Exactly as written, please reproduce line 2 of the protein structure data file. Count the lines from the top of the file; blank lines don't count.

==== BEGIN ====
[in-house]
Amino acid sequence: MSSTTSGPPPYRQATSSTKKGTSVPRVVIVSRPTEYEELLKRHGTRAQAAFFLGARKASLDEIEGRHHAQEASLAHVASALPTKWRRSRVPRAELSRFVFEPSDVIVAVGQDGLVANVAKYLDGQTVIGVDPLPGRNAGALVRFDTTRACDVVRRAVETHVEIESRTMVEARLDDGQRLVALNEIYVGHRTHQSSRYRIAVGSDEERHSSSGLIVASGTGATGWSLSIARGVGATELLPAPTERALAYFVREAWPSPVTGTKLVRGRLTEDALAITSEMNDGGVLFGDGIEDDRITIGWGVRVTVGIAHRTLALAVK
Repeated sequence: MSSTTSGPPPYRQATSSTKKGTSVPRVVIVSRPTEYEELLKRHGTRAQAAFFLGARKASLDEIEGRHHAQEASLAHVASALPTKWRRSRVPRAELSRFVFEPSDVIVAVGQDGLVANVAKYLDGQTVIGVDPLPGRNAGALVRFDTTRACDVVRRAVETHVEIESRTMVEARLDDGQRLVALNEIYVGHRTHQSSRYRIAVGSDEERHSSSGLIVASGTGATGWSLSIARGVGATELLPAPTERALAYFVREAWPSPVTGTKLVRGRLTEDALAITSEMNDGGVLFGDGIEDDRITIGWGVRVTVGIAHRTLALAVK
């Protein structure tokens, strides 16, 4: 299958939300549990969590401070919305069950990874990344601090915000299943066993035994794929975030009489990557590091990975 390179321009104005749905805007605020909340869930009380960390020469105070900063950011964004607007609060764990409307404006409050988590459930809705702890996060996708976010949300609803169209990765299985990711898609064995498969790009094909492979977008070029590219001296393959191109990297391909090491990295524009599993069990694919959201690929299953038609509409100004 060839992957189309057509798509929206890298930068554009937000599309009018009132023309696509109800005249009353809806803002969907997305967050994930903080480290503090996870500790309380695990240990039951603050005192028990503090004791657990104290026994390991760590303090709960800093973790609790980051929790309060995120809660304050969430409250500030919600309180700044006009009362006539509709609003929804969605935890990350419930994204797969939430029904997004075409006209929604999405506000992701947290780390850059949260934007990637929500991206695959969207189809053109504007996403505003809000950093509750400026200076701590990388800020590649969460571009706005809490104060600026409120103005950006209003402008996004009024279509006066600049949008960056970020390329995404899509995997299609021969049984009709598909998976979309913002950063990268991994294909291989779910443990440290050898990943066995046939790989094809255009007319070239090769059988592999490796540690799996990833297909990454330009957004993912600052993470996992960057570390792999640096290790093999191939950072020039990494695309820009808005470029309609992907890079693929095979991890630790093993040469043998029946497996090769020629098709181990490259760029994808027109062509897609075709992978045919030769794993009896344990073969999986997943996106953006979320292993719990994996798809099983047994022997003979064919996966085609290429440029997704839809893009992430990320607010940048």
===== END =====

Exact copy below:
Amino acid sequence: MSSTTSGPPPYRQATSSTKKGTSVPRVVIVSRPTEYEELLKRHGTRAQAAFFLGARKASLDEIEGRHHAQEASLAHVASALPTKWRRSRVPRAELSRFVFEPSDVIVAVGQDGLVANVAKYLDGQTVIGVDPLPGRNAGALVRFDTTRACDVVRRAVETHVEIESRTMVEARLDDGQRLVALNEIYVGHRTHQSSRYRIAVGSDEERHSSSGLIVASGTGATGWSLSIARGVGATELLPAPTERALAYFVREAWPSPVTGTKLVRGRLTEDALAITSEMNDGGVLFGDGIEDDRITIGWGVRVTVGIAHRTLALAVK